What do you do when you need stuff like that? Monkey patch? Use a
container and pass it around instead? Or?

How about a decorator?

class SSLObj
def talk
puts ‘hi’
end
end

class MyDecorator
def initialize(ssl_obj, val)
@ssl_obj = ssl_obj
@key = val
end

attr_reader :key

def method_missing(name, *args)
@ssl_obj.send(name, *args)
end
end

ssl = SSLObj.new
d = MyDecorator.new(ssl, 12345)

puts d.key
d.talk

d.do_stuff #non-existent method

–output:–
12345
hi
prog.rb:16:in method_missing': undefined methoddo_stuff’ for
#SSLObj:0x8c9a448 (NoMethodError)
from prog.rb:24:in `’

On Thu, Apr 14, 2011 at 3:11 PM, Kevin M. [email protected] wrote:

You probably wouldn’t want OpenStructModule even if it did exist because
you wouldn’t want NoMethodError to be suppressed. Perhaps you’re looking
for Object#extend.

So using Kevin’s suggestion:

def extend_accessor(obj, name)
mod = Module.new
mod.send(:public).send(:attr_accessor, name.to_sym)
obj.extend(mod)
obj
end

That’s a cleaner way to attach data:

irb(main):001:0> def extend_accessor(obj, name)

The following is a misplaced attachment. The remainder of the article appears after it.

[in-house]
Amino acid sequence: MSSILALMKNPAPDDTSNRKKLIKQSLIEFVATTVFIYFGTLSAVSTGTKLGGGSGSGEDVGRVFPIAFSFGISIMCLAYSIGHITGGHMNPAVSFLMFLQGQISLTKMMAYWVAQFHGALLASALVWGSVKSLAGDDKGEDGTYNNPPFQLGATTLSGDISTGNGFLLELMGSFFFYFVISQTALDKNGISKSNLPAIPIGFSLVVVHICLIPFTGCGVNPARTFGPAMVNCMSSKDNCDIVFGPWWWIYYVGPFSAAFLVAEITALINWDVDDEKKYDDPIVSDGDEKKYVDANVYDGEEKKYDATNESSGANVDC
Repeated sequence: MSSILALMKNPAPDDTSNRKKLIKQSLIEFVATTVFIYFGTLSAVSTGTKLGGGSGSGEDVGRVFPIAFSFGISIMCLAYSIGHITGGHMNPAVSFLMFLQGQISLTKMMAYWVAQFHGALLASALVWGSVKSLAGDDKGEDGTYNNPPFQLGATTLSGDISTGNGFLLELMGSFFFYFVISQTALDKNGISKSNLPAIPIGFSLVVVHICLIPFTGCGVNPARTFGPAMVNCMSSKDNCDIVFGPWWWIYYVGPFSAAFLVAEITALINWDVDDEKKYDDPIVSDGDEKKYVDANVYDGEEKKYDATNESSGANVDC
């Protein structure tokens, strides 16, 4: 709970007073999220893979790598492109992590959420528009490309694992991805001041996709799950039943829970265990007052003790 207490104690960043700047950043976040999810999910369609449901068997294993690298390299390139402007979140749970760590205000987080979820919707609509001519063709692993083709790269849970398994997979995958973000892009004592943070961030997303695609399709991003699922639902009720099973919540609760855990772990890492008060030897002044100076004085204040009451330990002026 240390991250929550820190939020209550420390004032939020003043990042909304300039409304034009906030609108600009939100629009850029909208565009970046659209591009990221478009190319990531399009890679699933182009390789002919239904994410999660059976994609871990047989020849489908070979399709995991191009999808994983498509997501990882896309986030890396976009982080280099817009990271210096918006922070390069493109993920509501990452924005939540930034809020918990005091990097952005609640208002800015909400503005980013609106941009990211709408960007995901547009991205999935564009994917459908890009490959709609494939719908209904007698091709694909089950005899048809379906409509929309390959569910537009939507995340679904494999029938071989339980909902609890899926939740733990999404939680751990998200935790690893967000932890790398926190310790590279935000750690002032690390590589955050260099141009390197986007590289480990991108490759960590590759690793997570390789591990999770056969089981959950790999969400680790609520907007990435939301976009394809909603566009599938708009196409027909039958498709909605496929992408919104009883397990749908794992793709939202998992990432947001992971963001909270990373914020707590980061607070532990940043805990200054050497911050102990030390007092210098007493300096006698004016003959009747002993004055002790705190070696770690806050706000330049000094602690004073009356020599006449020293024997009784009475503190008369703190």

irb(main):002:1> mod = Module.new
irb(main):003:1> mod.send(:public).send(:attr_accessor, name.to_sym)
irb(main):004:1> obj.extend(mod)
irb(main):005:1> obj
irb(main):006:1> end
=> nil
irb(main):007:0> a = “this is a string”
=> “this is a string”
irb(main):008:0> extend_accessor(a, :bar)
=> “this is a string”
irb(main):009:0> a.bar
=> nil
irb(main):010:0> a.bar = “hi there”
=> “hi there”

Now another question. I noticed that if I don’t include the
send(:public) bit up there, that the send(:attr_accessor) message
delivered to the anonymous module ends up creating private accessor
methods, not public.

I find that puzzling:

irb(main):001:0> def extend_accessor(obj, name)
irb(main):002:1> mod = Module.new
irb(main):003:1> mod.send(:attr_accessor, name.to_sym)
irb(main):004:1> obj.extend(mod)
irb(main):005:1> obj
irb(main):006:1> end
=> nil
irb(main):007:0> a = “this is a string”
=> “this is a string”
irb(main):008:0> extend_accessor(a, :bar)
=> “this is a string”
irb(main):009:0> a.bar = “hi there”
NoMethodError: private method bar=' called for "this is a string":String from (irb):9 from /opt/local/bin/irb:12:in
irb(main):010:0>

Any ideas why sending :attr_accessor to a module would create
accessors as private?

I would think that attr_accessor implies public, but I guess if by
default an anonymous module is in “private” mode, that might explain
it.

However, if that’s the case, why does this work to create public
methods:
def extend_method(obj, name, &block)
mod = Module.new
mod.send(:define_method, name, &block)
obj.extend(mod)
obj
end

Sending define_method (at least for me) to an anonymous Module seems
to default to “public” mode. This seems a tad inconsistent.

All this was on Ruby 1.9.2 on a FreeBSD box.

Aaron out.

Aaron D. Gifford wrote in post #992841: